Wild Readings!

I’m a great believer in the notion that opportunities spring from taking advantage of other opportunities – say ‘Yes’ to one and see what might happen!

Last year at the last minute I registered for a Queensland Writers Centre workshop, ‘The Spaces Between: An Introduction to Poetic Writing’, with Simon Kindt. Apart from the coincidence that ‘The space between’ is the title of my short fiction that won the Roly Sussex Short Story Award three years earlier, I was interested in the possibility of introducing more poetic language into my prose writing.

Simon turned out to be a multi-talented performer who said he’d gone from being a poet to a performance poet (and MC of slam poetry events) and was now experimenting with self-accompanied music, developed on an impressive array of mind-boggling technology. He challenged us through a series of creative exercises, one of which was to let our minds float free and come up with some lines around a particular theme.

All good and all fun for the ten or so of us at the workshop, and Simon was very supportive. Then, suddenly, towards the end: ‘Now I want you to work with the person sitting alongside you to develop a creative piece from the lines you developed earlier to20190917_193115 (2) present to the rest of the group’. I think we had 10 minutes, always a challenge for a brain like mine.

The person sitting alongside me happened to be Maree Reedman, whom I hadn’t met before but who told me she was a poet and songwriter. I was already impressed. Maree and I talked through what might work and discovered (i.e. Maree suggested) that we could put the lines of our two pieces together alternately and that the piece overall would make sense as a poem. Great! I thought to myself. ‘And,’ said Maree, reaching under her chair, ‘I also have my ukulele.’ I tried not to look too surprised. ‘How about I accompany us on the uke?’ she said. Hey, this was a workshop for opening the mind, especially mine, so of course I agreed.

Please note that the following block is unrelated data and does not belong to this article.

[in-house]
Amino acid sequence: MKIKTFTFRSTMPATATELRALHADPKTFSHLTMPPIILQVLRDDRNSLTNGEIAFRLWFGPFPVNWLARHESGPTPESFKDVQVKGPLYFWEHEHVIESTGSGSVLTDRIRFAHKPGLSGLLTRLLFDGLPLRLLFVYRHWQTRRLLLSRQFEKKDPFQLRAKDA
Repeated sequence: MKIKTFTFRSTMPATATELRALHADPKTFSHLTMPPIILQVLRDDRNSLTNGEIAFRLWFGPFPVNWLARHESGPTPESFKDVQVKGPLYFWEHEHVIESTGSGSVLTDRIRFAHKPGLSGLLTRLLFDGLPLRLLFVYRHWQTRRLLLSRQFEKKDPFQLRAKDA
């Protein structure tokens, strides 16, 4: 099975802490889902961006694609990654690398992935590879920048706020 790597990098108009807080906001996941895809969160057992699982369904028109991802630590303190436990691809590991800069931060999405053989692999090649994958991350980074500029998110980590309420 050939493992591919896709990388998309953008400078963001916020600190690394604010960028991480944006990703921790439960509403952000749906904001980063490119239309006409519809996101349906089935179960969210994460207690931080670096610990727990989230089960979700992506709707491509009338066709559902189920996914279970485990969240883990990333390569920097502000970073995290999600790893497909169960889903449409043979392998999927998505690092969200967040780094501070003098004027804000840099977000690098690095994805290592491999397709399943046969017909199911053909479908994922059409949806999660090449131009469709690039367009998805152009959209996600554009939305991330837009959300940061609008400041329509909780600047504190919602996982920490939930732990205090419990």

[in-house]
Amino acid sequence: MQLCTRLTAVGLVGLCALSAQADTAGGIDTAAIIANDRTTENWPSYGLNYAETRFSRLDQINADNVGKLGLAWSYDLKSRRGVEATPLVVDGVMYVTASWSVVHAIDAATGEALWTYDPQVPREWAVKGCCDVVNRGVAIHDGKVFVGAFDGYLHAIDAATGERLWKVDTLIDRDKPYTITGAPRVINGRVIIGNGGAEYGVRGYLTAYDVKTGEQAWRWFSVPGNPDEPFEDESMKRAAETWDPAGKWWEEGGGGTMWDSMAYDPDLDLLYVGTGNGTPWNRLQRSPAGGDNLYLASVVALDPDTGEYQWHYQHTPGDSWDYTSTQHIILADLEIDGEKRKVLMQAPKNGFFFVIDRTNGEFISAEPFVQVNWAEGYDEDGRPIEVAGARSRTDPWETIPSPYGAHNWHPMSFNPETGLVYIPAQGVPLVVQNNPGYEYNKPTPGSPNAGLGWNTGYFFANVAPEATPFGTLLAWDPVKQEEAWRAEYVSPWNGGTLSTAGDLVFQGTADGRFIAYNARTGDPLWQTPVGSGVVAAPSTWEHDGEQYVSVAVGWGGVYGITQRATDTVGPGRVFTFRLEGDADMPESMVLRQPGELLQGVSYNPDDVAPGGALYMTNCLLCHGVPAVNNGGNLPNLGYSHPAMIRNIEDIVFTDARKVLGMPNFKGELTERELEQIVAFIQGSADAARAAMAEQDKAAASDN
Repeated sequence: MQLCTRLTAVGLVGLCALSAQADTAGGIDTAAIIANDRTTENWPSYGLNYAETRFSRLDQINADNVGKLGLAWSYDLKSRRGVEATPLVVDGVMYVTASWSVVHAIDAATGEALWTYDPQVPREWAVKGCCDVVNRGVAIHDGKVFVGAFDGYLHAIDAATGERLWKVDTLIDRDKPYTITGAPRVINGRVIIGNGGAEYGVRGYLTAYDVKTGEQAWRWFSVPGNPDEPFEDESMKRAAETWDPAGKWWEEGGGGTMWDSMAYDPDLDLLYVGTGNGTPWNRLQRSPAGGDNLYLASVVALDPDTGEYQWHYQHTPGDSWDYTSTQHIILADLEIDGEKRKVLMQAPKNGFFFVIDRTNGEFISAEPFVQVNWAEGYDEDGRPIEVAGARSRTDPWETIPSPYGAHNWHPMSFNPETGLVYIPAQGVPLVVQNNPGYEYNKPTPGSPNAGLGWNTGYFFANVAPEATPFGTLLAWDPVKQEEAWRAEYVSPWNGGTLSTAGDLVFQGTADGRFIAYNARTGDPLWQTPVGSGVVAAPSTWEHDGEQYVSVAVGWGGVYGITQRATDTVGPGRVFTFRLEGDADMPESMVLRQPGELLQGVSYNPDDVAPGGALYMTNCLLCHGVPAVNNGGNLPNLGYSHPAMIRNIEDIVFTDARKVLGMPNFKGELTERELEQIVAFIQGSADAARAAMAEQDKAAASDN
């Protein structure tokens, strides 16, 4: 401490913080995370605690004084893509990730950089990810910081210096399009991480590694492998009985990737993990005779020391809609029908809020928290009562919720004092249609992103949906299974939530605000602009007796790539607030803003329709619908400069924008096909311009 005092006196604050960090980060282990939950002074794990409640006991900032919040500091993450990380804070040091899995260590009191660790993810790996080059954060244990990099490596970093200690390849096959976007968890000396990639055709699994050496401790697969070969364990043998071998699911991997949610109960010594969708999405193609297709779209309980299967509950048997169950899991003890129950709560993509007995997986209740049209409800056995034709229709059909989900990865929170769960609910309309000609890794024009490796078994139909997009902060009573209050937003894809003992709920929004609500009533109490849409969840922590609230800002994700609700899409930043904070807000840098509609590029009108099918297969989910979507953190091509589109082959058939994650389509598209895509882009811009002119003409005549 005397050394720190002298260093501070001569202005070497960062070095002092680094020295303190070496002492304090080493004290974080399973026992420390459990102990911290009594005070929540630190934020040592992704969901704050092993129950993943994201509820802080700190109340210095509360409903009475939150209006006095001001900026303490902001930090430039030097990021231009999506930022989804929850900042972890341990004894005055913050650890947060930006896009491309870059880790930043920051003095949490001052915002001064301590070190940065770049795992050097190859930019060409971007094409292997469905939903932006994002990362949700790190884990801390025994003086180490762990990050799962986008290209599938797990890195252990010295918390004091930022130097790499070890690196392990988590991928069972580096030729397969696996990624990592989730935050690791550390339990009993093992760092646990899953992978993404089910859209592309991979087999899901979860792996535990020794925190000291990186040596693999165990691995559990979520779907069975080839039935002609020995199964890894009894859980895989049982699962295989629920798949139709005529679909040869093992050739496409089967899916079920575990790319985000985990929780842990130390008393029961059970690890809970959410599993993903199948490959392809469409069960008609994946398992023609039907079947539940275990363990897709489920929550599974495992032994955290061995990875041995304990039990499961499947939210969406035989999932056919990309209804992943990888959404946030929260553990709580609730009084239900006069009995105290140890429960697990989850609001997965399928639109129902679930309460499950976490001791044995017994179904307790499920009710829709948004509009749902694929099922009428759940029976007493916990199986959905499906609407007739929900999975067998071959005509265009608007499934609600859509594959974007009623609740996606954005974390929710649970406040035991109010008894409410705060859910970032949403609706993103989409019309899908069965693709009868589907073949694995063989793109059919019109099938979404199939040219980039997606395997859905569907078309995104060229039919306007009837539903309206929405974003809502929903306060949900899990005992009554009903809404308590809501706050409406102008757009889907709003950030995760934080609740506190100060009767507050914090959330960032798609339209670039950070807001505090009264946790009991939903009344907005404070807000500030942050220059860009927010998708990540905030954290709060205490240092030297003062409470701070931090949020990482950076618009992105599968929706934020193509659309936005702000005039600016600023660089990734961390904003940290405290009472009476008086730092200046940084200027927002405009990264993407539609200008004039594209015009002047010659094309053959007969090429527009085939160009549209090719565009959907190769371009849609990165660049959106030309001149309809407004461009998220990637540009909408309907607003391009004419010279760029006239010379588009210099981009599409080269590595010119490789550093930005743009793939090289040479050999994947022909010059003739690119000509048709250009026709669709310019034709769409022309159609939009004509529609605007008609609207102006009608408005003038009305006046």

Wild Readings

Long story short: all the workshop participants excelled themselves with creativity, and Maree and I received an especially long burst of applause and a thumbs up from Simon for our uke-accompanied alternating poem.

As we packed up to leave, Maree casually turned to me and said, ‘There’s a café at West End (Brisbane) that does public readings once a month. It’s called Wild Readings. How about we do this again over there?’ I’d never done anything like that before but, after the slightest hesitation, I said, ‘Why not? I’m up for it.’

The Wild Readings organisers were gracious enough to give us a spot, as you can see from the pics on this page, and we not only did our joint presentation, but Maree and I each did a little piece of our own. Good fun! As I said at the beginning of this article, say ‘Yes’ to one opportunity and see what might happen!

Until next time

Darryl Dymock

 

What writers say:

I knew that the world around you is only uninteresting if you can’t see what is really going on. The place you come from is always the most exotic place you’ll ever encounter because it is the only place where you recognise how many secrets and mysteries there are in people’s lives. ~ David Malouf

 

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